Historic Folk Museum of Messi, Corfu
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Primitive reed boats in Northwestern Corfu

Papirela (or Papyrella) is a pre historical "ship" made from papyrus. This kind of "ship" was used in Corfu until few years ago (see the photo next to this text, to see an original papirela, used by a Corfian villager).

For more info check the following Occasional Paper by Augustus Sordinas, Ph. D. 1970.

 

Occasional Papers No. 4

"Stone implements from northwestern Corfu"
Augustus Sordinas, Ph. D. 1970
Memphis University
Anthropological Research center

Primitive reed boats in Northwestern Corfu

I have no wish whatever to associate the stone implements of Corfu with ethnography!
The presence, however, of stone implements on off-shore islets and the many flint and pottery similarities on both sides of the strait of Otranto turned my attention to a tradition of primitive reed boats curiously restricted to the Northwestern tip of the Island of Corfu.

The tradition lingered until about World War II. Presently a few old villagers,I particularly from the village of Liapades still remember how this primitive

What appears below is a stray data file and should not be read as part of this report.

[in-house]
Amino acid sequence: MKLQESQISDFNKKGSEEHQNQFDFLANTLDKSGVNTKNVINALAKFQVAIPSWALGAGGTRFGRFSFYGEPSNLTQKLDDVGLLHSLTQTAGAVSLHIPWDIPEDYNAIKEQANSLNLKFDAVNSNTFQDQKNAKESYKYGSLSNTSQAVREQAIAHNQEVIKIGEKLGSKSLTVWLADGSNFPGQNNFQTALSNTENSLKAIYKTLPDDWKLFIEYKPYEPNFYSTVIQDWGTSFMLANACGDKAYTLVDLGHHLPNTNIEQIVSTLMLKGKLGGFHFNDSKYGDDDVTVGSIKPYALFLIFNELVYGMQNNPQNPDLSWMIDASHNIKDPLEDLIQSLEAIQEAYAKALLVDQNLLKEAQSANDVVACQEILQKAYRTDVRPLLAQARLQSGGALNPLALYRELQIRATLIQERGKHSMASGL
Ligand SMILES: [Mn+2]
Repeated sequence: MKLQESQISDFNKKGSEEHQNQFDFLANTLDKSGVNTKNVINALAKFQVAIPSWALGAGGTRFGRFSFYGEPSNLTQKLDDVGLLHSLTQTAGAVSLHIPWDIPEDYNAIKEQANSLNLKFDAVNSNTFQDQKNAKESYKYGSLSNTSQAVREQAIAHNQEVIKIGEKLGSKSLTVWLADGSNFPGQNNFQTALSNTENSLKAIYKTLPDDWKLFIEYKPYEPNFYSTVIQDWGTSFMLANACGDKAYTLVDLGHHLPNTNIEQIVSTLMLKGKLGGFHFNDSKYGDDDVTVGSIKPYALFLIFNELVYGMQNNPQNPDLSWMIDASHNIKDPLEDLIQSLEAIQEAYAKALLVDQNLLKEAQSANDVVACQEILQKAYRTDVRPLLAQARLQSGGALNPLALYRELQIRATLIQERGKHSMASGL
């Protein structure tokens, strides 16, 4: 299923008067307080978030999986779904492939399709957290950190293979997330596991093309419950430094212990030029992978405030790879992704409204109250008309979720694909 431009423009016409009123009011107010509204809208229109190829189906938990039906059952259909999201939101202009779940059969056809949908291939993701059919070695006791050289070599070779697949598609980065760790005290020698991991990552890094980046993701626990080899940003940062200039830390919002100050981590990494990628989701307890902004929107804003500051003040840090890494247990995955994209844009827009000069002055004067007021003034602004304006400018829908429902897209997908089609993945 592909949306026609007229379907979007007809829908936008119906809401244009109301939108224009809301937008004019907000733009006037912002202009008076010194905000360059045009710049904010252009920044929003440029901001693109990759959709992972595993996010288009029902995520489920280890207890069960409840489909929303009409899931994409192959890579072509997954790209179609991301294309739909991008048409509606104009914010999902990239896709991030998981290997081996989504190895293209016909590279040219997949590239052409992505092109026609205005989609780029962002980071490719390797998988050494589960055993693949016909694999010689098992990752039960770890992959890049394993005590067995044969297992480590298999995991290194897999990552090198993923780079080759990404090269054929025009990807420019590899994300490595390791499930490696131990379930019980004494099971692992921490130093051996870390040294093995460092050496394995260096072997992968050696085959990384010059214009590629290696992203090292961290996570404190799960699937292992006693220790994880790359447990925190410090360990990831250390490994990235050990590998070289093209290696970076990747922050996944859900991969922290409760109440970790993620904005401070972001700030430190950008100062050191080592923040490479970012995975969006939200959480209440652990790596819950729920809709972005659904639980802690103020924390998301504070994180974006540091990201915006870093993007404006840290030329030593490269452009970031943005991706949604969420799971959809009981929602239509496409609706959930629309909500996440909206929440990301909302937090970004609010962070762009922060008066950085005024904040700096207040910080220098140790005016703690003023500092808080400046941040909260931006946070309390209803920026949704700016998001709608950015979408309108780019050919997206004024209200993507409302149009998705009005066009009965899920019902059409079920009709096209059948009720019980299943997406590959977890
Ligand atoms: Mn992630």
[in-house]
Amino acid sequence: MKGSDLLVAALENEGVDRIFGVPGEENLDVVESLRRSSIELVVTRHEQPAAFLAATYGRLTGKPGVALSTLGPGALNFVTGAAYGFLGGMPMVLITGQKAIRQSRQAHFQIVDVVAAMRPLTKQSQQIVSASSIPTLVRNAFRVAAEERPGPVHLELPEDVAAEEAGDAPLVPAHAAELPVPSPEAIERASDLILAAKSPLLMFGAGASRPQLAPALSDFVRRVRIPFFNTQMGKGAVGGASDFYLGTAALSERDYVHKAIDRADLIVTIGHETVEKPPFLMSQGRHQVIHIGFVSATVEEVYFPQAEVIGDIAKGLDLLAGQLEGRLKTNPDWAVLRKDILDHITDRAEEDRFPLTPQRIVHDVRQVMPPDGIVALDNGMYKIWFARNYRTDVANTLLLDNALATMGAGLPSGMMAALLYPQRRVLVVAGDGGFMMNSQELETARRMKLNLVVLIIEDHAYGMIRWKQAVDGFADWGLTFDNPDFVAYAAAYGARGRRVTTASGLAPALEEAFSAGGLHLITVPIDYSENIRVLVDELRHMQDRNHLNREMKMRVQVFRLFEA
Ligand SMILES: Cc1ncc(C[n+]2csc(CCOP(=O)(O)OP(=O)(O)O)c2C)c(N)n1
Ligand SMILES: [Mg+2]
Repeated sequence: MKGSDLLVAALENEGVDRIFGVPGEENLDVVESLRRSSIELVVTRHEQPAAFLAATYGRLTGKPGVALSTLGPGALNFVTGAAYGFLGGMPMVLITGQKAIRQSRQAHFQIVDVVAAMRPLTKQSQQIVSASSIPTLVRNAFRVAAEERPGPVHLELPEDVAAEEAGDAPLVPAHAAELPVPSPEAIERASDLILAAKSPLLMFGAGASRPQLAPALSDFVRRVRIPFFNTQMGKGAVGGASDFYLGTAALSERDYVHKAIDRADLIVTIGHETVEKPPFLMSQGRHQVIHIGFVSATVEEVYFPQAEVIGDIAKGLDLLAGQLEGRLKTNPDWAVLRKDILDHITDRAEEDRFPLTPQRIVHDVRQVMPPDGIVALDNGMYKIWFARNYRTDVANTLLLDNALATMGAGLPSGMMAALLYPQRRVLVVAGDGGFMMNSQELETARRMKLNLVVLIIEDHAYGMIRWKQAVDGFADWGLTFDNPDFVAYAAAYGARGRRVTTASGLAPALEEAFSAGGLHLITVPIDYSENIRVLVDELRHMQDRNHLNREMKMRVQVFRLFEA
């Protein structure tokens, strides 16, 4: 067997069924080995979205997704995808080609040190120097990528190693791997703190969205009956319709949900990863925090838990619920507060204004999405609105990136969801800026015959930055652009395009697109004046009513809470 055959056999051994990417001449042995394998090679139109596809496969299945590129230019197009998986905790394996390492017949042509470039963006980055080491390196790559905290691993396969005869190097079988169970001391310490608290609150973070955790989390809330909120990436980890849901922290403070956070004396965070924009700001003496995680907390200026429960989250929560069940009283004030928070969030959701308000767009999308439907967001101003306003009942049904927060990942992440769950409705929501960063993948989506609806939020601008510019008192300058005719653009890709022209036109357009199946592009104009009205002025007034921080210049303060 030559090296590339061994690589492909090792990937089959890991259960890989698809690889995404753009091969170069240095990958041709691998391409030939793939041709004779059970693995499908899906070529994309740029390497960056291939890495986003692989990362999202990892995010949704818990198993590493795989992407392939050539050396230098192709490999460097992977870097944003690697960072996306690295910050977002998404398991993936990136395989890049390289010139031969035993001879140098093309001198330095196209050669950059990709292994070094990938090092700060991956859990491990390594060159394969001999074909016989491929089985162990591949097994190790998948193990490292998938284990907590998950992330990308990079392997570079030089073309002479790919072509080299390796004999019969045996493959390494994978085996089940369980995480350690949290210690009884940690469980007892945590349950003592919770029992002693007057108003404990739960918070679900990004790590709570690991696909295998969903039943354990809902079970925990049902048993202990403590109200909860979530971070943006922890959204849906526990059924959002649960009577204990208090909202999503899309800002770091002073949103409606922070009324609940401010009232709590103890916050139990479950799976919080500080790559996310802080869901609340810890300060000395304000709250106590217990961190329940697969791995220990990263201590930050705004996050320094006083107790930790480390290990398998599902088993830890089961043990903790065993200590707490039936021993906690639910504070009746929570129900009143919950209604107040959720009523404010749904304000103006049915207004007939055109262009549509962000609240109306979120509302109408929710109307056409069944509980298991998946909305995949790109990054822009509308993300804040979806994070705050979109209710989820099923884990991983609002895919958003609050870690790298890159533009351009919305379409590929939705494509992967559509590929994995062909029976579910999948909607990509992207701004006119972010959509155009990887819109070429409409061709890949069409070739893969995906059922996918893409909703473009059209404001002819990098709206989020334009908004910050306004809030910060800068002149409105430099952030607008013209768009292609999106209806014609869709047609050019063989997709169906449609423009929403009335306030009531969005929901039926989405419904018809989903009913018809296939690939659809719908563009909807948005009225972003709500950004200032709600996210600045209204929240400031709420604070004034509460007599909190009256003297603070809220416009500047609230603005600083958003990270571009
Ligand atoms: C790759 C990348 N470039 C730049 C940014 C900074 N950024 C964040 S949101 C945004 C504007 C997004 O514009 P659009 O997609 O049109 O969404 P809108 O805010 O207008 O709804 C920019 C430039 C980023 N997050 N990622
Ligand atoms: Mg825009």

craft were made and used.
During my prehistoric survey i saw and photographed (October 1965) one of these reed boats.
At the time the villagers told me that the rapidly disintegrating craft was the last of this kind. During that winter the waves washed ashore and demolished it.

These boats were made from the long stems of the Giant Fennel (Ferula communis L.) which the peasants call Papyri. The reed boats were called papyrella.

According to an old builder of reed boats from the village of Liapades whom I interviewed in 1965 the construction of these boats was a simple matter.
Reeds were obtained from the swamps of Ghialina and Kavourolimni about seven km east
of the village and were allowed to dry for a few days. When they had dried sufficiently they were sorted out and tied tightly with local fibers (bourla) into cylindrical
bundles 8-10 inches thick.

Half a dozen young cypress trees about 10-12 feet tall and about 2-3 inches thick at the bottom were felled just before construction to obtain their straight and
very supple trunks. After being cleared of the branches and bark the samplings were firmly tied together at the very pliable tips.They were the drawn apart at the free
ends to form a /\ shape, and were held in this position by sticks(or boards which seem to be a late adaptation) tied transversely in regular intervals like a ladder.

Subsequently bundles of reeds were stacked together longitudinally on the bottom frame and were firmly lashed against each other and onto the /\ shaped frame-base.
When a sufficient amount of bundles was stacked and secured on the frame-base the remaining samplings were lashed on top of the bundles and against the stern. Thus a triangular box was formed containing the reed bundles.

Subsequently-and while still fresh and supple- the tied tips of cypress samplings were firmly turned inward to form the characteristic tusk-like prow of the little